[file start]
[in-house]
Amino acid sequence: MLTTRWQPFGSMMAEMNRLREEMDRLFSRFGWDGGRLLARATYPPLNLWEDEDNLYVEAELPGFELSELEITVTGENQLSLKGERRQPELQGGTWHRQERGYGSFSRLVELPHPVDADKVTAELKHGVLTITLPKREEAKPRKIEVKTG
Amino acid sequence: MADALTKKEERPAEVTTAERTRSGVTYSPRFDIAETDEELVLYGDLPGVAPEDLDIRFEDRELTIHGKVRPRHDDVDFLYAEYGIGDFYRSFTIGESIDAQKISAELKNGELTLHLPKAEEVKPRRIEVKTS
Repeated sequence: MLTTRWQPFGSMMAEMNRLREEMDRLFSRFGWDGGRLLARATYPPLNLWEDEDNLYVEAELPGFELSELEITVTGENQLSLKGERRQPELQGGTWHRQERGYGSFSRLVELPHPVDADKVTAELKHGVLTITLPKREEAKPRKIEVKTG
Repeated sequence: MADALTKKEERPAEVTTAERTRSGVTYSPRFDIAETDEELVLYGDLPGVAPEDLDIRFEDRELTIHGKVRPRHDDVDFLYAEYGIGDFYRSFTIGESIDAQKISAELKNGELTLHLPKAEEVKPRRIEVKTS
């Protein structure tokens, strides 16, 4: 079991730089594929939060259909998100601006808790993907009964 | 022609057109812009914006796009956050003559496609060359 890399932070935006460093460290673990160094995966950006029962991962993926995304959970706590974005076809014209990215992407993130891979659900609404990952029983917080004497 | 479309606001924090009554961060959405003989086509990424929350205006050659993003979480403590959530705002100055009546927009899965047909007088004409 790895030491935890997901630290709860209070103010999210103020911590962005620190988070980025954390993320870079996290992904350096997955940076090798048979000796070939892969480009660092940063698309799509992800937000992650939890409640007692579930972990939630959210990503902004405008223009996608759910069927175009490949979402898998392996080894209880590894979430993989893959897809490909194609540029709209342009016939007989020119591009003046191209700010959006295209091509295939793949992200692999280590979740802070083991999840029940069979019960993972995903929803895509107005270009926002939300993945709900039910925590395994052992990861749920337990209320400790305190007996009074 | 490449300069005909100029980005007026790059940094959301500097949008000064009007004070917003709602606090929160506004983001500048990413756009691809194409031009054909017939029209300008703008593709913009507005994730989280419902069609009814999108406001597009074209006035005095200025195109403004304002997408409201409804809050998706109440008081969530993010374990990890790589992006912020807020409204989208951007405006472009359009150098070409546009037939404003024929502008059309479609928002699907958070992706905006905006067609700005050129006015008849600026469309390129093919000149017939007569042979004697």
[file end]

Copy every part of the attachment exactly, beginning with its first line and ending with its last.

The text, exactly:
[in-house]
Amino acid sequence: MLTTRWQPFGSMMAEMNRLREEMDRLFSRFGWDGGRLLARATYPPLNLWEDEDNLYVEAELPGFELSELEITVTGENQLSLKGERRQPELQGGTWHRQERGYGSFSRLVELPHPVDADKVTAELKHGVLTITLPKREEAKPRKIEVKTG
Amino acid sequence: MADALTKKEERPAEVTTAERTRSGVTYSPRFDIAETDEELVLYGDLPGVAPEDLDIRFEDRELTIHGKVRPRHDDVDFLYAEYGIGDFYRSFTIGESIDAQKISAELKNGELTLHLPKAEEVKPRRIEVKTS
Repeated sequence: MLTTRWQPFGSMMAEMNRLREEMDRLFSRFGWDGGRLLARATYPPLNLWEDEDNLYVEAELPGFELSELEITVTGENQLSLKGERRQPELQGGTWHRQERGYGSFSRLVELPHPVDADKVTAELKHGVLTITLPKREEAKPRKIEVKTG
Repeated sequence: MADALTKKEERPAEVTTAERTRSGVTYSPRFDIAETDEELVLYGDLPGVAPEDLDIRFEDRELTIHGKVRPRHDDVDFLYAEYGIGDFYRSFTIGESIDAQKISAELKNGELTLHLPKAEEVKPRRIEVKTS
């Protein structure tokens, strides 16, 4: 079991730089594929939060259909998100601006808790993907009964 | 022609057109812009914006796009956050003559496609060359 890399932070935006460093460290673990160094995966950006029962991962993926995304959970706590974005076809014209990215992407993130891979659900609404990952029983917080004497 | 479309606001924090009554961060959405003989086509990424929350205006050659993003979480403590959530705002100055009546927009899965047909007088004409 790895030491935890997901630290709860209070103010999210103020911590962005620190988070980025954390993320870079996290992904350096997955940076090798048979000796070939892969480009660092940063698309799509992800937000992650939890409640007692579930972990939630959210990503902004405008223009996608759910069927175009490949979402898998392996080894209880590894979430993989893959897809490909194609540029709209342009016939007989020119591009003046191209700010959006295209091509295939793949992200692999280590979740802070083991999840029940069979019960993972995903929803895509107005270009926002939300993945709900039910925590395994052992990861749920337990209320400790305190007996009074 | 490449300069005909100029980005007026790059940094959301500097949008000064009007004070917003709602606090929160506004983001500048990413756009691809194409031009054909017939029209300008703008593709913009507005994730989280419902069609009814999108406001597009074209006035005095200025195109403004304002997408409201409804809050998706109440008081969530993010374990990890790589992006912020807020409204989208951007405006472009359009150098070409546009037939404003024929502008059309479609928002699907958070992706905006905006067609700005050129006015008849600026469309390129093919000149017939007569042979004697």